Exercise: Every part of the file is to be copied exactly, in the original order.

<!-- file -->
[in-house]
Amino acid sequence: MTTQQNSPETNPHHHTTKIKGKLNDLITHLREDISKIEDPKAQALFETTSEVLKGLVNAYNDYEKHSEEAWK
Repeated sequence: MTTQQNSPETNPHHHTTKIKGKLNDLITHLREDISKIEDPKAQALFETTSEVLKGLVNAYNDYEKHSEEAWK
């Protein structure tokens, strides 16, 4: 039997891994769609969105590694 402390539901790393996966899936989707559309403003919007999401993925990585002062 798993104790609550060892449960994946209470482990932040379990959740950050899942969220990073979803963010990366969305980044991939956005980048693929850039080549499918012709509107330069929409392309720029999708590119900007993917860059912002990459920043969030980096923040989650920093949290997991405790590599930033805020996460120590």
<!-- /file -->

[in-house]
Amino acid sequence: MTTQQNSPETNPHHHTTKIKGKLNDLITHLREDISKIEDPKAQALFETTSEVLKGLVNAYNDYEKHSEEAWK
Repeated sequence: MTTQQNSPETNPHHHTTKIKGKLNDLITHLREDISKIEDPKAQALFETTSEVLKGLVNAYNDYEKHSEEAWK
């Protein structure tokens, strides 16, 4: 039997891994769609969105590694 402390539901790393996966899936989707559309403003919007999401993925990585002062 798993104790609550060892449960994946209470482990932040379990959740950050899942969220990073979803963010990366969305980044991939956005980048693929850039080549499918012709509107330069929409392309720029999708590119900007993917860059912002990459920043969030980096923040989650920093949290997991405790590599930033805020996460120590």